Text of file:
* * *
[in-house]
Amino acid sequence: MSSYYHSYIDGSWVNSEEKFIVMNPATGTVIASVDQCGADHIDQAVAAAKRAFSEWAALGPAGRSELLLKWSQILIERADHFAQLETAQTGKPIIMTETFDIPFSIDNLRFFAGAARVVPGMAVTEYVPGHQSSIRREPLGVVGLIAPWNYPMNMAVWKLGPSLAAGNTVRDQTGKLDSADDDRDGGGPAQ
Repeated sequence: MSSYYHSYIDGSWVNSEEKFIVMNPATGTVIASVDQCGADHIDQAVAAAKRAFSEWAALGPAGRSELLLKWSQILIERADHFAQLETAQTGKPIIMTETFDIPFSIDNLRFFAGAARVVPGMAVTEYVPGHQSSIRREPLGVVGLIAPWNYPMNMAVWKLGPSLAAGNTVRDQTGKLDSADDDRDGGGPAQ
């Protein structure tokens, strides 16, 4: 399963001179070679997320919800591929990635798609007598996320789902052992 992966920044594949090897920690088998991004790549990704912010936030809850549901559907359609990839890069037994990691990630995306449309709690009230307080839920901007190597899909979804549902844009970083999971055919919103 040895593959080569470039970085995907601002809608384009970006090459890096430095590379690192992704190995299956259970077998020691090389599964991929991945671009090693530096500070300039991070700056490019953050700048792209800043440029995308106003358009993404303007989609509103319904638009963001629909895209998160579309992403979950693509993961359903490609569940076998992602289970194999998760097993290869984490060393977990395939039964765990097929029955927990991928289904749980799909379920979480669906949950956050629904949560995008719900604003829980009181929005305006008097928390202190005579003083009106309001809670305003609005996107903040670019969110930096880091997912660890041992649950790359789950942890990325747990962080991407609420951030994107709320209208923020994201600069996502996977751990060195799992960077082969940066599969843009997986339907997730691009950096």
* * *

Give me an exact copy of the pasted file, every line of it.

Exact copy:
[in-house]
Amino acid sequence: MSSYYHSYIDGSWVNSEEKFIVMNPATGTVIASVDQCGADHIDQAVAAAKRAFSEWAALGPAGRSELLLKWSQILIERADHFAQLETAQTGKPIIMTETFDIPFSIDNLRFFAGAARVVPGMAVTEYVPGHQSSIRREPLGVVGLIAPWNYPMNMAVWKLGPSLAAGNTVRDQTGKLDSADDDRDGGGPAQ
Repeated sequence: MSSYYHSYIDGSWVNSEEKFIVMNPATGTVIASVDQCGADHIDQAVAAAKRAFSEWAALGPAGRSELLLKWSQILIERADHFAQLETAQTGKPIIMTETFDIPFSIDNLRFFAGAARVVPGMAVTEYVPGHQSSIRREPLGVVGLIAPWNYPMNMAVWKLGPSLAAGNTVRDQTGKLDSADDDRDGGGPAQ
């Protein structure tokens, strides 16, 4: 399963001179070679997320919800591929990635798609007598996320789902052992 992966920044594949090897920690088998991004790549990704912010936030809850549901559907359609990839890069037994990691990630995306449309709690009230307080839920901007190597899909979804549902844009970083999971055919919103 040895593959080569470039970085995907601002809608384009970006090459890096430095590379690192992704190995299956259970077998020691090389599964991929991945671009090693530096500070300039991070700056490019953050700048792209800043440029995308106003358009993404303007989609509103319904638009963001629909895209998160579309992403979950693509993961359903490609569940076998992602289970194999998760097993290869984490060393977990395939039964765990097929029955927990991928289904749980799909379920979480669906949950956050629904949560995008719900604003829980009181929005305006008097928390202190005579003083009106309001809670305003609005996107903040670019969110930096880091997912660890041992649950790359789950942890990325747990962080991407609420951030994107709320209208923020994201600069996502996977751990060195799992960077082969940066599969843009997986339907997730691009950096």